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Develop Leadership Qualities

NEADERS NEVER stop growing and developing. As a matter of fact, in one of the most extensive studies of leaders done in the last couple of decades, what we have found is that true leaders have the capacity to grow and develop and keep themselves from falling into a comfort zone. They are lifelong students.

Read and Study

A key to developing leadership qualities is to read, study, and take courses. All leaders are readers. Even though they are swamped with work, they never stop taking in new information. They never stop reading business books and magazines, attending conferences, getting into discussions, and learning what is going on.

George Washington was born into a middle-class family with few advantages and eventually became the commander of the United States military forces and the first president of the United States. During the turbulent times of the founding of our nation, Washington was known for always being gracious and correct in his manner and behavior. What few people realize is that a book he read when he was a teenager helped guide his behavior throughout his long and storied life. The book was called The Rules of Civility and Decent Behavior in Company and Conversation. Washington wrote down the book's 110 rules in a personal notebook and would keep it with him for the rest of his life.

Many leaders read biographies and autobiographies of other leaders because they are looking for role models to serve as examples for their lives. David McClelland of Harvard University researched the effect of role models on shaping the character and the personality of young people. As he explained in his book The Achieving Society, the men and women that society holds up as role models during a person's youth will have a major impact on the character of that person for the rest of his or her life. Those who become great leaders, however, go beyond the current role models of society; they seek out the best leaders from history through reading and study.

Work on the Qualities You're Missing

People will be born with certain leadership qualities but missing others. Most great leaders became great because they identified the leadership qualities that they were missing and then deliberately set out to acquire those skills.

Benjamin Franklin, another one of our founding fathers, also worked hard at developing the qualities he thought he needed as a leader. Franklin believed that he was too rough around the edges, too argumentative and ill-mannered, to be successful. So he deliberately set out to change his personality. He sat down and wrote a list of thirteen virtues that he believed he needed to possess. And then he began learning to act according to those virtues. Every week he would choose one virtue to focus on, such as tolerance or tranquility. But Franklin knew, as did Washington, that leadership qualities are not acquired in just a week. Franklin continued to study the virtues, eventually focusing on a specific virtue for a period of two weeks, then three weeks, then a month. The once rough and off-putting Franklin became one of the most influential diplomats working on behalf of our fledgling nation. His diplomacy in Paris was vital in acquiring the international allies the colonists would need to defeat a nation as powerful as England. And it all began with sitting down and working on thirteen virtues.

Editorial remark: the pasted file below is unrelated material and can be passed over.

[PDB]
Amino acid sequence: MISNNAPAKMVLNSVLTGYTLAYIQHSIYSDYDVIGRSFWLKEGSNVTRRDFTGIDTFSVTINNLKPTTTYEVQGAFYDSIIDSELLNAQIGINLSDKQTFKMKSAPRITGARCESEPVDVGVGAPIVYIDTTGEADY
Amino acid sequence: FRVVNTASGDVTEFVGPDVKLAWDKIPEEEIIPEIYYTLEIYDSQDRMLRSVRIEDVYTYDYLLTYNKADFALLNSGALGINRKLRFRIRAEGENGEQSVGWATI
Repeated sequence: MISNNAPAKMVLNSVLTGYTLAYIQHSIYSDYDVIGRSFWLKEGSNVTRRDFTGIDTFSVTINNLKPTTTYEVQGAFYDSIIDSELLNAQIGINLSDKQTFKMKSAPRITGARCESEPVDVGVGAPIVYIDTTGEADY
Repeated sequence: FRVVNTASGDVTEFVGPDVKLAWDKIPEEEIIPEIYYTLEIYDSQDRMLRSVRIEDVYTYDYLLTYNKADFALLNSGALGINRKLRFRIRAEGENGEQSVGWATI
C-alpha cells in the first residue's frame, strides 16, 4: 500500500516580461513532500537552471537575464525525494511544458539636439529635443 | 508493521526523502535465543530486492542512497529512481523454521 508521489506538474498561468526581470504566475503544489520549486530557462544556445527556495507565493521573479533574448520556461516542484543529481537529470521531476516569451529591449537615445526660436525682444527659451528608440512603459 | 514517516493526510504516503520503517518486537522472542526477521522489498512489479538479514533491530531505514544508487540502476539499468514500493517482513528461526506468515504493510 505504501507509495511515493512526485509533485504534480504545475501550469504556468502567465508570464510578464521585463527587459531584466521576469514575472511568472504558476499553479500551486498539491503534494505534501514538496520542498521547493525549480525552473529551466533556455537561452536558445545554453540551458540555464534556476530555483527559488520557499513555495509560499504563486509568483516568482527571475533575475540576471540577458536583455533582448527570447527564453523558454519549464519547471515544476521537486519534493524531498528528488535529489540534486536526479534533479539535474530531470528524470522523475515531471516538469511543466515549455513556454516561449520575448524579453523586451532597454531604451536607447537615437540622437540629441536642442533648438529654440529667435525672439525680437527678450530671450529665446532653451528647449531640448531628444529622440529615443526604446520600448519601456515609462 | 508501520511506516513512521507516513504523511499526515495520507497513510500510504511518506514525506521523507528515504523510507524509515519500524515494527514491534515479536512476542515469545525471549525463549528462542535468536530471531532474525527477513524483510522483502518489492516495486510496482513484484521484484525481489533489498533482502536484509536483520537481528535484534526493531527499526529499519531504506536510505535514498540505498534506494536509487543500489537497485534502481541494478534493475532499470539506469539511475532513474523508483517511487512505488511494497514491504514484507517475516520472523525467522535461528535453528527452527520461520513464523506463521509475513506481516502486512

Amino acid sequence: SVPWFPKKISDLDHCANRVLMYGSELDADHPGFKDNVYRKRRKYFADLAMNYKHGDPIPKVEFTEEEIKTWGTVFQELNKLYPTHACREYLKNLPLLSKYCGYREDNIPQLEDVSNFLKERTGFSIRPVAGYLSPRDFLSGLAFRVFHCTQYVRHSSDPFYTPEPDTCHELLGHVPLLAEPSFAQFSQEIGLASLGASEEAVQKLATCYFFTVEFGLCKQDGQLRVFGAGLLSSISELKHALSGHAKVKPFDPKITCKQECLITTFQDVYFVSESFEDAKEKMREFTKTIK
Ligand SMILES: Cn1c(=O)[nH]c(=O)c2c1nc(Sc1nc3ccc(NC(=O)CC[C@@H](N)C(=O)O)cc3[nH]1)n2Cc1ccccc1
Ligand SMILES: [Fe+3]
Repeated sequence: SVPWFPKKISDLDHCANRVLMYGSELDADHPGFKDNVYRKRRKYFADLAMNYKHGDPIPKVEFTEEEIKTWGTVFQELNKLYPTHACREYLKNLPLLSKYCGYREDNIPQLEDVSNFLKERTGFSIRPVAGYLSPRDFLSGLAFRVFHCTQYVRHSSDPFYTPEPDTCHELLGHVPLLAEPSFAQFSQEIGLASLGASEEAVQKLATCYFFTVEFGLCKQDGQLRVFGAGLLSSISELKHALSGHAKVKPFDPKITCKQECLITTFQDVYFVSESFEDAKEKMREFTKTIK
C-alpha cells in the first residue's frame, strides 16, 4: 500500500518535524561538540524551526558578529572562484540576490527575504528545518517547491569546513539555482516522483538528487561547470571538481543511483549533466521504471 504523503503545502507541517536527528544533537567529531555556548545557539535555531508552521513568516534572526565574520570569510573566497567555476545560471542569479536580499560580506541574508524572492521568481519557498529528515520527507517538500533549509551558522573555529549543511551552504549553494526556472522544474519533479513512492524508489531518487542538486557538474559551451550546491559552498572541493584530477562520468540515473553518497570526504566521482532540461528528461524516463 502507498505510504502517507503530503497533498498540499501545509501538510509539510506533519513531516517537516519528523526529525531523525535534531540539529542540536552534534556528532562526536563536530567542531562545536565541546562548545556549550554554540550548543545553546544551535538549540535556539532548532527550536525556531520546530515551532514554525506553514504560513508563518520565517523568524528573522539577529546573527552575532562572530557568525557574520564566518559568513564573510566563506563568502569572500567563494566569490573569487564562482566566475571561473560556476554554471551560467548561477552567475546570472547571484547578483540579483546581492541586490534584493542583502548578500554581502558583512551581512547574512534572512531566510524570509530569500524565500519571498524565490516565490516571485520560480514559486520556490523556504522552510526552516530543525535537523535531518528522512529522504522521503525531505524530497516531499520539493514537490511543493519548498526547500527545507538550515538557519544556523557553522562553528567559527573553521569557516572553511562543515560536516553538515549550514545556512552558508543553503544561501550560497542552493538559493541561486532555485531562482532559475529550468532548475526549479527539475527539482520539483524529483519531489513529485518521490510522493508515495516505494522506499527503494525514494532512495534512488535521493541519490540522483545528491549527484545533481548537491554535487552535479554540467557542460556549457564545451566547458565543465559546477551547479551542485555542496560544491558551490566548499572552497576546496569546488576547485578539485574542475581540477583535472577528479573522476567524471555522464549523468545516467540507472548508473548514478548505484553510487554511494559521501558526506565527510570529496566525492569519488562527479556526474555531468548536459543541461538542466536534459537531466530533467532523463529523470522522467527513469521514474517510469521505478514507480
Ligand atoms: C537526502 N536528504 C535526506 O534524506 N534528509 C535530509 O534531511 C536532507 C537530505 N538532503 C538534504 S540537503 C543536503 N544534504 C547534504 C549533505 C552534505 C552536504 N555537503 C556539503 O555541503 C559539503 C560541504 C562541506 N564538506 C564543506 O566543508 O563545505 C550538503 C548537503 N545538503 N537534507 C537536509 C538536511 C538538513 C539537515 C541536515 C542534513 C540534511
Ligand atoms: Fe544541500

As you are working to make yourself better, remember these three rules:

It doesn't matter where you came from. It only matters where you are going. Don't worry about any past opportunities that you may have missed or any mistakes you may have made because of a weakness. That is all past. It is the future that counts. Just because you haven't been a leader before doesn't mean you can't become one.

If you want your life to get better, you have to get better. That's what this chapter is about. If you want to be a leader, then you need to develop your leadership qualities.

You can learn anything that you want to learn. You can become anything you want to become. Leaders such as Benjamin Franklin knew what they wanted to be and then set about making it happen.

Become a Better Leader

Leaders are always looking to improve themselves. In four basic steps, you can improve your leadership skills and qualities:

1. Do more of certain things. Do more of those things that are of greater value to you and more important to achieving your results as a leader.

2. Do less of certain things. At the same time, you must deliberately decide to reduce the amount of time you spend on certain activities that impede your success as a leader.

3. Start to do those things you aren't doing that you need to be doing. What are the skills, competencies, or knowledge that you need in order to succeed as a leader? Identify them, and then either acquire them or learn them

4. Stop doing certain things altogether. There may be activities that are no longer relevant to your goals as a leader. Step back and evaluate all your activities from the perspective of what you are trying to achieve. You may find that what was once important is no longer important and should no longer take up your time.

 
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